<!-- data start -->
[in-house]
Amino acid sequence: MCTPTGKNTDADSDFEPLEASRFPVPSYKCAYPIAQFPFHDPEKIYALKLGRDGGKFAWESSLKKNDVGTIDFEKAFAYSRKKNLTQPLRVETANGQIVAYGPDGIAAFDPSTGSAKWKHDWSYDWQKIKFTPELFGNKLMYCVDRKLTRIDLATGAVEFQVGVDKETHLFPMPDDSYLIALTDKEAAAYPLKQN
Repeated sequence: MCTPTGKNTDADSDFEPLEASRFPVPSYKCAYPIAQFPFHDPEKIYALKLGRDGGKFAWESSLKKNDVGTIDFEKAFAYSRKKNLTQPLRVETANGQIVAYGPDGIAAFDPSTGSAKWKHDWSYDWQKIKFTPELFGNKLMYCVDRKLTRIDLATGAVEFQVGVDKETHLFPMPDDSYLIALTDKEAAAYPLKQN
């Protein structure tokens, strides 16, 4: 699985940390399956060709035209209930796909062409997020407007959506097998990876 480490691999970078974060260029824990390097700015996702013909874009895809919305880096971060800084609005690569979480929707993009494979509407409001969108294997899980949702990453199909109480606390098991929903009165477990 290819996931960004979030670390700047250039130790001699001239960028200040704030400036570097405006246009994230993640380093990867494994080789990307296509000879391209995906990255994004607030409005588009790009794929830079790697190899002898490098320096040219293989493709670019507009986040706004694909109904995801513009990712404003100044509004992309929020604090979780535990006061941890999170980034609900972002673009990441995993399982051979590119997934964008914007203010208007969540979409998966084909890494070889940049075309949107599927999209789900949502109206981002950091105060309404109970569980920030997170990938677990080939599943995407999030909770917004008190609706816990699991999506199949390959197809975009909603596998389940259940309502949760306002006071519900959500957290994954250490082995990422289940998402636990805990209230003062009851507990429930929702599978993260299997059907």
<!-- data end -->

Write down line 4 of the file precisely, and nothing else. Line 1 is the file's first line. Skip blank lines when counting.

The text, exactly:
């Protein structure tokens, strides 16, 4: 699985940390399956060709035209209930796909062409997020407007959506097998990876 480490691999970078974060260029824990390097700015996702013909874009895809919305880096971060800084609005690569979480929707993009494979509407409001969108294997899980949702990453199909109480606390098991929903009165477990 290819996931960004979030670390700047250039130790001699001239960028200040704030400036570097405006246009994230993640380093990867494994080789990307296509000879391209995906990255994004607030409005588009790009794929830079790697190899002898490098320096040219293989493709670019507009986040706004694909109904995801513009990712404003100044509004992309929020604090979780535990006061941890999170980034609900972002673009990441995993399982051979590119997934964008914007203010208007969540979409998966084909890494070889940049075309949107599927999209789900949502109206981002950091105060309404109970569980920030997170990938677990080939599943995407999030909770917004008190609706816990699991999506199949390959197809975009909603596998389940259940309502949760306002006071519900959500957290994954250490082995990422289940998402636990805990209230003062009851507990429930929702599978993260299997059907």